Miller, Harris Appear at Make-A-Wish Event
Over the past several seasons, New Orleans’ NBA franchise has worked in conjunction with the local Make-A-Wish Foundation, facilitating meetings between children and some of the basketball players they may only have seen on TV. The outstanding cause is something the team will continue to support during its new era as the New Orleans Pelicans.
On Thursday, June 6, Pelicans wing players Darius Miller and Terrel Harris were special guests at the Make-A-Wish Foundation’s charity fundraiser at New Orleans Rock N Bowl. The New Orleans reserves, who both debuted with the team in 2012-13, spent time bowling and meeting with numerous major contributors to the area’s Make-A-Wish efforts.
As many of his former Miami Heat teammates began play in Game 1 of the NBA Finals on TV sets overhead, the 25-year-old Harris registered a hard-fought 129-121 bowling victory over Miller, a 22-year-old NBA rookie last season.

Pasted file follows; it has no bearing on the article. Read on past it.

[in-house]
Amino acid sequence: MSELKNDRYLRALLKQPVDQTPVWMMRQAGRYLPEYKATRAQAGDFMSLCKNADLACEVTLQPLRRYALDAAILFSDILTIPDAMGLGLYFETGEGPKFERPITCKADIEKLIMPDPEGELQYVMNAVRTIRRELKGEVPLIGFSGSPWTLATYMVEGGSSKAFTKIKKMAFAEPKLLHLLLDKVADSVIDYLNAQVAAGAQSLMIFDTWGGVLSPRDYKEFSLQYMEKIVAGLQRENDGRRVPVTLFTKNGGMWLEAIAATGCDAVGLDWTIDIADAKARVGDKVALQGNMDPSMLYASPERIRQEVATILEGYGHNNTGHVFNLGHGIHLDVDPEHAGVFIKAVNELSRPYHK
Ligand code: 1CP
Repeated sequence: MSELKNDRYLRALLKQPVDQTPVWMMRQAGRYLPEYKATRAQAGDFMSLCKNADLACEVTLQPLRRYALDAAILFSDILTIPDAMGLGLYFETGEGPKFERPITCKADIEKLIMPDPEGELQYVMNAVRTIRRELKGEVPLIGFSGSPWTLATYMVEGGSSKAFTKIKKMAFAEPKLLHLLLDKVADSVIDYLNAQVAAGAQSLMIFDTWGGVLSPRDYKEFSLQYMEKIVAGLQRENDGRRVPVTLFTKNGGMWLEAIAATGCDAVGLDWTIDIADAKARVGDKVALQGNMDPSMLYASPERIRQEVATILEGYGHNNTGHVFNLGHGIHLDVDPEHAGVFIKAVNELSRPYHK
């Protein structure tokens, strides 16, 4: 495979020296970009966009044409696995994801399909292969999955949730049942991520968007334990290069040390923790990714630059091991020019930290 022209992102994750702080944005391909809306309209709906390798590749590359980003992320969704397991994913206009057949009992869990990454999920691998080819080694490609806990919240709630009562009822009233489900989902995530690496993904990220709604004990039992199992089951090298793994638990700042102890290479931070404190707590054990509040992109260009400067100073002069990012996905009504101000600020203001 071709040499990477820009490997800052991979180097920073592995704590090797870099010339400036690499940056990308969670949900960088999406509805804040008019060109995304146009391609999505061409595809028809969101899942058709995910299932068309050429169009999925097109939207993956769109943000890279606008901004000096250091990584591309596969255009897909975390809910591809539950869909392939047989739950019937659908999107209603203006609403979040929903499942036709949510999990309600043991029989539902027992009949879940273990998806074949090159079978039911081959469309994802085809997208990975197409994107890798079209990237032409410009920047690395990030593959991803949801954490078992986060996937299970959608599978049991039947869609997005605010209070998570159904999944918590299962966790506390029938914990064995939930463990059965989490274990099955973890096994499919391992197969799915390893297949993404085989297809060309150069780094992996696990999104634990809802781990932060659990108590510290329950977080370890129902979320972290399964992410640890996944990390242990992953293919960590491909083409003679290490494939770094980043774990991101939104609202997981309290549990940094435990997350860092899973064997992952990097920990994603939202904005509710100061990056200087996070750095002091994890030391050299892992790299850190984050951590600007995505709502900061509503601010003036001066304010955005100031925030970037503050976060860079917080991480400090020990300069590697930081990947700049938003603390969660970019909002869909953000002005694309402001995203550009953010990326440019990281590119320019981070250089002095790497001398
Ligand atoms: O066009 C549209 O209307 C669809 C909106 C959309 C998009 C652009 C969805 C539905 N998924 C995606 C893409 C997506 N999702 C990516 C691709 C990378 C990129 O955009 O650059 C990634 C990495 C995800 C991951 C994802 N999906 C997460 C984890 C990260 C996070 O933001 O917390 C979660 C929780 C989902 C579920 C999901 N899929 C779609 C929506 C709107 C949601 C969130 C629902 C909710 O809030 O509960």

Harris was gracious in victory, after holding on for the eight-pin triumph when Miller just missed a spare on his second ball of the 10th frame.
“I just think I had a little bit more practice and bowl a little more than Darius, probably,” Harris said, smiling. “It’s nothing I’m great at. But I play probably once a month.”
Miller and Harris were in town also to participate in the ongoing voluntary workouts at the Alario Center. A group of Pelicans have been shuttling in and out of New Orleans to work out together, primarily Mondays through Thursdays over the past few weeks.
“We don’t have enough guys to play fullcourt yet, but we’ve been doing a lot of team stuff,” Harris described. “We’re doing a lot of individual development and then some team unity things with multiple players in one drill, to help us get used to each other as teammates.”
In the past, New Orleans players have often reported to the city earlier than was required, but an “early” arrival usually meant sometime around Labor Day. It’s very uncommon for a handful-plus of players to already be preparing for the season in May or June.
“It shows that guys are dedicated and really want to help this team win,” Harris said of the large gatherings. “We all didn’t like what we saw last year at the end of the season. We feel like we have something to prove. We wanted to just get together and do this together.”